I’m thinking risotto…

For some reason, I’ve seen a flurry of articles, posts and tweets of late about the horrors of cooking risotto.  Standing over the stove and stirring, and stirring, and stirring…such whining.

You can easily find any number of risotto shortcuts by spending a very few minutes at your computer – stir once, microwave, pressure cooker. All have their labor saving benefits, if that’s what you’re looking for in a recipe.

For me, preparing a good risotto is an opportunity to enjoy the process, not bemoan it. It’s a way to unwind, relax and get into it.  It’s what the slow foods movement, for me at least, is all about.

As is the case with most good recipes, there’s a “master recipe” for risotto. Learn it, become comfortable with it and you can take it in virtually any direction, make it anywhere and add anything you choose to it.  With spring approaching, it’s the perfect time to learn this classic Italian recipe.

Risotto Alla Primavera
Serves 4

2C spring vegetables, to include asparagus tips, baby peas, green beans. You can also add broccoli bits, sugar snap peas…think ripe, in season
1/4C light cream
1T chopped fresh parsley – not minced
5C good quality vegetable broth, low sodium if you like
1/2C dry white wine
2T unsalted butter
1T olive oil
1/2C finely minced onion
1 1/2C Aborio rice

Put the veggies in a good sized saucepan and cover with cold water. Place over high heat. When it comes to a boil, cook for 3 minutes. Drain, shock under cold water, set aside.

While cooking veggies, bring the broth to a steady simmer in a saucepan and hold it there for the duration.

Next, heat the butter and oil in a heavy 4 quart saucepan/casserole over moderate heat. Add the onion and saute for about 1-2 minutes, until it begins to soften (this is called “sweating the onion”). Be careful not to brown the onion.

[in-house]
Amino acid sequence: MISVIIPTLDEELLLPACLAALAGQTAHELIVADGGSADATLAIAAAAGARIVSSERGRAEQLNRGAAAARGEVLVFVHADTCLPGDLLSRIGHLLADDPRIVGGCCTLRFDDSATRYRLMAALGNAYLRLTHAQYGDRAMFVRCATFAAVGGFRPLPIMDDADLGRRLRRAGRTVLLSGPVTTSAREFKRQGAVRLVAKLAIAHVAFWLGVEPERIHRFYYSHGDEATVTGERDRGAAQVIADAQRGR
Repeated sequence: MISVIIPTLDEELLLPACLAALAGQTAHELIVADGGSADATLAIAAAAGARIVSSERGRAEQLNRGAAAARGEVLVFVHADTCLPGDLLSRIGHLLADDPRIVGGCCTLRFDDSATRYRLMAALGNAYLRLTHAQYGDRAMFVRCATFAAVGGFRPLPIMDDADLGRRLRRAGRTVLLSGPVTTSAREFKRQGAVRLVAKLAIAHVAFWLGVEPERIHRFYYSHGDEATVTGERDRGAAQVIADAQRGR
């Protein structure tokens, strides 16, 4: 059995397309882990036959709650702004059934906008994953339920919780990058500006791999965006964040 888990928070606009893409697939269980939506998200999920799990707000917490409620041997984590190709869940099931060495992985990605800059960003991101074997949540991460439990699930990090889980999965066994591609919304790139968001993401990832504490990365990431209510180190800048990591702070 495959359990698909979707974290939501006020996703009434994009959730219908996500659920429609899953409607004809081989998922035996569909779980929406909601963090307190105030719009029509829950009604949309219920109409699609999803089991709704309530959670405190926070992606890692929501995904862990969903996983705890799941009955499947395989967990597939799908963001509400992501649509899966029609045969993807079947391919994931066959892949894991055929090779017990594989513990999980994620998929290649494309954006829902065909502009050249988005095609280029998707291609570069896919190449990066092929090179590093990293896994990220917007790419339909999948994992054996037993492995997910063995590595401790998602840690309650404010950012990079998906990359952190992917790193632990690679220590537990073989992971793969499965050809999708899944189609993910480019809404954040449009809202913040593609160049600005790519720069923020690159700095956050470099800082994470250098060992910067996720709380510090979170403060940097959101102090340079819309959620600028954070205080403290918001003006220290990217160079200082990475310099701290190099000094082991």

Add the rice. Using a wooden spoon, stir for one minute, making sure all the grains are well coated. Add the wine and stir until it is completely absorbed. Begin to add the simmering broth, 1/2C at a time, stirring frequently. Wait until each addition is almost completely absorbed before adding the next 1/2C. Be sure to save about 1/4C for the very end.

After about 18 minutes, the rice tender but still firm to the tooth, the texture creamy, add the reserved broth and the blanched vegetables, cream, parsley, and a handful of good quality grated Parmesan if you like. Stir vigorously to combine it all. Cover, set aside for 3 minutes. Serve immediately.

Notes: It’s essential you use Aborio rice for risotto. This is a short grained stout rice that’s high in starch, which will give you the classic creamy consistency. Of course, all of your preparation should be done in advance before you start cooking. Some prefer to add a nob of butter right at the very end instead of using cream. I think it’s a taste issue.  As is seasoning with salt and pepper…season to taste. You might try creating and adding a puree of vegetables to the dish. Follow the blanching directions, and when the water comes to a boil, cook for 8-10 minutes until the vegetables are very tender. Drain. Place vegetables in a food processor along with 1/4C of the cooking water and process until very smooth. Omit the cream; stir into the risotto at the very end before setting aside for 3 minutes.

Don’t plan on leftovers.s is

Spring veggies pic courtesy of rwapplewannabe.wordpress.com
Aborio rice pic courtesy of vegeyum.wordpress.com

Kent McDonald is a Certified Personal Chef, living and working in Phoenix, AZ. (c) All Rights Reserved, 2009

You can now follow me on Twitter.

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